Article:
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OAKBROOK, Ill. -- "Would you like a DVD with that burger?" That's what McDonald's is asking as it expands its DVD-rental kiosk program.
Through its subsidiary Redbox, the fast-food chain -- which deployed more than 100 DVD-rental kiosks last year in the Denver area -- will expand the program to more than 1,200 locations by year's end, and plans to work with major grocery chains in its expanded DVD-rental program.
"We want you to pick up a DVD at McDonald's and be able to return it at the grocery store the next day," said Greg Waring, director of marketing for Redbox, which is based in McDonald's corporate offices in Oak Brook, Ill.
Redbox has already placed the kiosks at grocers that include Smith's Food & Drug and Stop & Shop. It is not known which other grocers will participate in the new McDonald's program. "This is really about making our restaurants as relevant to as many people as possible," Waring explained. "People like to sit down with food and a rented DVD. We're giving them a one-stop shop to do it."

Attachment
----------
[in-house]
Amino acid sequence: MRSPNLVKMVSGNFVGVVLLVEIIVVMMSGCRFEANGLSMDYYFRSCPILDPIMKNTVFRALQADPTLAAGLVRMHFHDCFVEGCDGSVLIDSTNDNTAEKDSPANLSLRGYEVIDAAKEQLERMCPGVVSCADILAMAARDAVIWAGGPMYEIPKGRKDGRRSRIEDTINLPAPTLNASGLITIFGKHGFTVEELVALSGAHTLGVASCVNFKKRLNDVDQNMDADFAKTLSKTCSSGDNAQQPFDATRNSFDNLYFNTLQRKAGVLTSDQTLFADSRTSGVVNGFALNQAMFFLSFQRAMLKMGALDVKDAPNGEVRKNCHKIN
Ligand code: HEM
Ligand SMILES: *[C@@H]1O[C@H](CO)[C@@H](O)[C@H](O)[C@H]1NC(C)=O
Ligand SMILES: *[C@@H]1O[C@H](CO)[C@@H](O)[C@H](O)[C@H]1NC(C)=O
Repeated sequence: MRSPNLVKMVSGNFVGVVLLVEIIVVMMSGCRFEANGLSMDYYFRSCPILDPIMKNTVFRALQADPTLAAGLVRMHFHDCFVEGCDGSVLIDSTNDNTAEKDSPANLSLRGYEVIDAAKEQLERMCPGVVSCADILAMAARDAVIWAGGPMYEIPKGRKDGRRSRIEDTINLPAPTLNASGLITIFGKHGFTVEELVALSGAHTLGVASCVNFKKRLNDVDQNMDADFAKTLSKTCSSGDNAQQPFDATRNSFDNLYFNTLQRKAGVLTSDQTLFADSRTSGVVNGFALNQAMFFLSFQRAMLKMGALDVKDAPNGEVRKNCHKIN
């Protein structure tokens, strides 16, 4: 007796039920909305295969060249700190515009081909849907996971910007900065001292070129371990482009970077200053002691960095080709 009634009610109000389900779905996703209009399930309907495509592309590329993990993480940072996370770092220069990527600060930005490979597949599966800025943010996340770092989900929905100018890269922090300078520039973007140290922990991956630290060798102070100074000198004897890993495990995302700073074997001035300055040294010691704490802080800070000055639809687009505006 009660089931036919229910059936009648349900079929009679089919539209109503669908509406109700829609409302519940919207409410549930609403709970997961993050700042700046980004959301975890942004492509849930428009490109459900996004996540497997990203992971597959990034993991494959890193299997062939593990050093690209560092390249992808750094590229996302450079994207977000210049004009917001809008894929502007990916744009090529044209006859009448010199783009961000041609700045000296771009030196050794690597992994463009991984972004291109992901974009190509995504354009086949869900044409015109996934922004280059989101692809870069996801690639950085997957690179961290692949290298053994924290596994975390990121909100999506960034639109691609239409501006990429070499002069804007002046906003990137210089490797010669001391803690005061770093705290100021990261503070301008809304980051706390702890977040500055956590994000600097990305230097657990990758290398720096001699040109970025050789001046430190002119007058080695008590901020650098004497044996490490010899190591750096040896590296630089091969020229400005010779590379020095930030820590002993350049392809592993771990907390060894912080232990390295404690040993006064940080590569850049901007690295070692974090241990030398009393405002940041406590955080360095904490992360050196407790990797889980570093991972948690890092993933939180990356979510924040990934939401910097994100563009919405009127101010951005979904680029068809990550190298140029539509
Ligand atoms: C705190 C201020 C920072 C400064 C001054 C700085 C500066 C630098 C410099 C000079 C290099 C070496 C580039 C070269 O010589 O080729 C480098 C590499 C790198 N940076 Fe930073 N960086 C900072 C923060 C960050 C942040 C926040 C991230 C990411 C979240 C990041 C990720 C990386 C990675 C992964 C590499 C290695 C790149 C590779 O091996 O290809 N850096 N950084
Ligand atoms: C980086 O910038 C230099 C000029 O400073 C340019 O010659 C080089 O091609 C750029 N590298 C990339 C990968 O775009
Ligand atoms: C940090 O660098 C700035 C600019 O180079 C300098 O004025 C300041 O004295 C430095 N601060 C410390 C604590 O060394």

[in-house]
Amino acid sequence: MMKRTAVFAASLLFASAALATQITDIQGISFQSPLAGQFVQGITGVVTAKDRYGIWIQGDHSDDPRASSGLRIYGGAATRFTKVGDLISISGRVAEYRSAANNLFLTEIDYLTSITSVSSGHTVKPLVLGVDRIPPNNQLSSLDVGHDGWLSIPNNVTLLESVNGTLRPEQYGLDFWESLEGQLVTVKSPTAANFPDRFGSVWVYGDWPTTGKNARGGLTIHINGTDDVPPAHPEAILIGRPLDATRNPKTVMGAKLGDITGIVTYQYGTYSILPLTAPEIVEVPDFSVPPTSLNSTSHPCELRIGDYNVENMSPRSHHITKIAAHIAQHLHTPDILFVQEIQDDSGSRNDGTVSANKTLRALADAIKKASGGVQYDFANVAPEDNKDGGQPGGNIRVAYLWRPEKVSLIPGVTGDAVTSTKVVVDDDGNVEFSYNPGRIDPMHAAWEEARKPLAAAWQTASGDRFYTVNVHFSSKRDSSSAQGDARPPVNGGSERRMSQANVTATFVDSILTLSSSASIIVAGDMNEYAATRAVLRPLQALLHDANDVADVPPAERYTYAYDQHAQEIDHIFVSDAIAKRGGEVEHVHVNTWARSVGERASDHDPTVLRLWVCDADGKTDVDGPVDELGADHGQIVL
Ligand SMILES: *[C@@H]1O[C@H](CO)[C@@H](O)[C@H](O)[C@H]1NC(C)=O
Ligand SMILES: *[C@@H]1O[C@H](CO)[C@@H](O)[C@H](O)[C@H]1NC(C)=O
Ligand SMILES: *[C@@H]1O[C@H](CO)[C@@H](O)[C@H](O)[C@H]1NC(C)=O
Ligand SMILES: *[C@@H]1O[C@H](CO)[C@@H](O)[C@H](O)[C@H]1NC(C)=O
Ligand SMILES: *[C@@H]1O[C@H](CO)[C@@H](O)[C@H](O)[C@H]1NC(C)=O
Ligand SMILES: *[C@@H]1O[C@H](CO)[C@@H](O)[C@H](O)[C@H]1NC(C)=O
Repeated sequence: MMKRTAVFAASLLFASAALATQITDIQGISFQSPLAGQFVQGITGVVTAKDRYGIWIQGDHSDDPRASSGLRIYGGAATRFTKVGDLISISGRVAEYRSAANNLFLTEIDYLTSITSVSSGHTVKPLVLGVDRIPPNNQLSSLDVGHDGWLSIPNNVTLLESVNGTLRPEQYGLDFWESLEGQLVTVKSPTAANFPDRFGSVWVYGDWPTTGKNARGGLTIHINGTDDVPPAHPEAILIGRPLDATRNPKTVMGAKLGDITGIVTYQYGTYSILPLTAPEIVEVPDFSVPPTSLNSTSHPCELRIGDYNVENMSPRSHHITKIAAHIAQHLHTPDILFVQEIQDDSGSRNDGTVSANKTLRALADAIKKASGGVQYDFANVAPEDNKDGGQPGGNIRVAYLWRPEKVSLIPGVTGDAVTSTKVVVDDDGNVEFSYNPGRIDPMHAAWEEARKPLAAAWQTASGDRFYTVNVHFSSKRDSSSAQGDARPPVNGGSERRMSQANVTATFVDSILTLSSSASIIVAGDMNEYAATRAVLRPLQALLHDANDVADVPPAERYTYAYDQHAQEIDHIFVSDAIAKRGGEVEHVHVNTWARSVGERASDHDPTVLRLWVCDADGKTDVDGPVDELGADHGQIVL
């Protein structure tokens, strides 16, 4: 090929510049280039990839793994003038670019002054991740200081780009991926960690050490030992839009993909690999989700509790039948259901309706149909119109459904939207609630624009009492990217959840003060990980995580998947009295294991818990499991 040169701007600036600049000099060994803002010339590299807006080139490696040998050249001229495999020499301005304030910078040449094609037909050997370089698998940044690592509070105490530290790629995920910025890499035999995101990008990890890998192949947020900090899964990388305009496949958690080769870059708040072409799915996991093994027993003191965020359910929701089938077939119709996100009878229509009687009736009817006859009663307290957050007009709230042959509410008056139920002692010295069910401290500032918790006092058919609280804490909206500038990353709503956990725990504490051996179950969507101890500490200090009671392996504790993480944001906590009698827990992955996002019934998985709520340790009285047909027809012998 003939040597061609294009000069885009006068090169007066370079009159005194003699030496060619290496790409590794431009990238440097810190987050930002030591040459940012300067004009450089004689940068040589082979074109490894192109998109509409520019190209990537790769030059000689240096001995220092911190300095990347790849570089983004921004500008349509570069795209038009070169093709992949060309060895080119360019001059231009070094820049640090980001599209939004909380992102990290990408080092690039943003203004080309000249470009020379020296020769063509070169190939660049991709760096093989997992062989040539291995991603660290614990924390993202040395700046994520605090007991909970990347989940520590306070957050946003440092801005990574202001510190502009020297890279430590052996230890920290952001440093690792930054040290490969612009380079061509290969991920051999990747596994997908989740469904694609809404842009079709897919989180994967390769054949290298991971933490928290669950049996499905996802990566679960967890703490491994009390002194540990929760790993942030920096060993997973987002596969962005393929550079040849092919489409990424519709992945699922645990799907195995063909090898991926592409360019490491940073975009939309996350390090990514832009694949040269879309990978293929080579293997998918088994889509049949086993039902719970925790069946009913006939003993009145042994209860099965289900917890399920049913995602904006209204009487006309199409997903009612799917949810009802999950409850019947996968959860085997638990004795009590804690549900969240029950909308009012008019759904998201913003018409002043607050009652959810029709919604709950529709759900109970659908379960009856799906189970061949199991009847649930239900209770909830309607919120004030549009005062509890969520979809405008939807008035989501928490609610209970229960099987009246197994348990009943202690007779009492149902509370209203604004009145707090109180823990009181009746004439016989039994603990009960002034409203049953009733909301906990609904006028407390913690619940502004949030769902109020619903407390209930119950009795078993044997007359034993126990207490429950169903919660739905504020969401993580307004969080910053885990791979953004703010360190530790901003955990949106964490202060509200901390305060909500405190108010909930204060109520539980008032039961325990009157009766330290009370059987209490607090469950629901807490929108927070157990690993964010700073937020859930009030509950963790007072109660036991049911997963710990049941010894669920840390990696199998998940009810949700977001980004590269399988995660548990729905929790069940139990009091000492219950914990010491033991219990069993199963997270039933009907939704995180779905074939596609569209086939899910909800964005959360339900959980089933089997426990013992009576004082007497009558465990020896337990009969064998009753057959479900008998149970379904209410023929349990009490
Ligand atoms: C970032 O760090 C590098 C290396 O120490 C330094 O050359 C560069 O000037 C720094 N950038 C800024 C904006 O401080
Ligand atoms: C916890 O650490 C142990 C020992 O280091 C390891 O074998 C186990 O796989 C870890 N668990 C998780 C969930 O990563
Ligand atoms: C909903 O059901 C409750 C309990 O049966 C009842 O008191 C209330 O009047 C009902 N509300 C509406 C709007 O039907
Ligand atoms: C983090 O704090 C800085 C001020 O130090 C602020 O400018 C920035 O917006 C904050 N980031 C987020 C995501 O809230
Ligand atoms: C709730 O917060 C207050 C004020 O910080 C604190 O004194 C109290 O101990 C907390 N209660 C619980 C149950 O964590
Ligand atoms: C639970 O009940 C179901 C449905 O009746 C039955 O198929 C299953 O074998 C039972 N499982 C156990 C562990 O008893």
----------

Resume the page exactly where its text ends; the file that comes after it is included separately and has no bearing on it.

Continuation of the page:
Each vending machine, manufactured by Denver-based DVDplay, offers approximately 100 titles for rent at $1 per night per title. Renters pay with a credit or debit card. In the current program, titles can be returned at any McDonald's kiosk. If consumers hold onto any one title for 25 nights, the disc is theirs -- having already been charged $25.
McDonald's USA spokesman Bill Whitman would not confirm which cities are on tap for the expansion, although reports mention Houston and Salt Lake City. Neither Whitman nor Waring would comment on the profitability of the already deployed machines or financial projections tied to the program's expansion. "We put a lot of metrics in place to determine the success of the Denver machines," Waring explained. "We exceeded all projections."
Waring added that Redbox is working with McDonald's to "figure out the overall economics and how to split up the investment and revenue."
The corporation's long-term vision for the program, according to Whitman, is to focus on its convenience and value to customers. "It's a bit premature to speculate about where this may go," Whitman said. "We are identifying where it makes more sense to have a DVD- rental machine versus another location."
Newly deployed machines manufactured by Solectron will feature 500 titles each. Redbox works with distributor VPD to get product for the machines.
Consumers spent $5.7 billion renting DVDs in 2004, according to the Digital Entertainment Group, compared with $4.5 billion in 2003.
-- Jill Kipnis, Billboard, a VNU Publication